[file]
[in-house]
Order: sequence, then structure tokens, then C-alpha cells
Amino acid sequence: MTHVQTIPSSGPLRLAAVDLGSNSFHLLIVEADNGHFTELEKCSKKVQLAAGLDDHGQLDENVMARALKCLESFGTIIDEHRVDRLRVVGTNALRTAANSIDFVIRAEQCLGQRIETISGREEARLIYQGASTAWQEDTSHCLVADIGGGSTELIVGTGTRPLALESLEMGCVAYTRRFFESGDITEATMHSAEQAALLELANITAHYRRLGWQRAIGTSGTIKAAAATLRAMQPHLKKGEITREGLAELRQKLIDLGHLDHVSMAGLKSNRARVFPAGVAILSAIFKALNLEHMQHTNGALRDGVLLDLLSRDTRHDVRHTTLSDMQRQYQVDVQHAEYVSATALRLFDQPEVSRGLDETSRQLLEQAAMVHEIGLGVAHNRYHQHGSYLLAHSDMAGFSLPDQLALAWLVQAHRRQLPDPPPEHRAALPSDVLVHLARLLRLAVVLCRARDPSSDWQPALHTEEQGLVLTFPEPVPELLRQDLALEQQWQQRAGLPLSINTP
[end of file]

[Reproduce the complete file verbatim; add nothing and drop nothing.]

[in-house]
Order: sequence, then structure tokens, then C-alpha cells
Amino acid sequence: MTHVQTIPSSGPLRLAAVDLGSNSFHLLIVEADNGHFTELEKCSKKVQLAAGLDDHGQLDENVMARALKCLESFGTIIDEHRVDRLRVVGTNALRTAANSIDFVIRAEQCLGQRIETISGREEARLIYQGASTAWQEDTSHCLVADIGGGSTELIVGTGTRPLALESLEMGCVAYTRRFFESGDITEATMHSAEQAALLELANITAHYRRLGWQRAIGTSGTIKAAAATLRAMQPHLKKGEITREGLAELRQKLIDLGHLDHVSMAGLKSNRARVFPAGVAILSAIFKALNLEHMQHTNGALRDGVLLDLLSRDTRHDVRHTTLSDMQRQYQVDVQHAEYVSATALRLFDQPEVSRGLDETSRQLLEQAAMVHEIGLGVAHNRYHQHGSYLLAHSDMAGFSLPDQLALAWLVQAHRRQLPDPPPEHRAALPSDVLVHLARLLRLAVVLCRARDPSSDWQPALHTEEQGLVLTFPEPVPELLRQDLALEQQWQQRAGLPLSINTP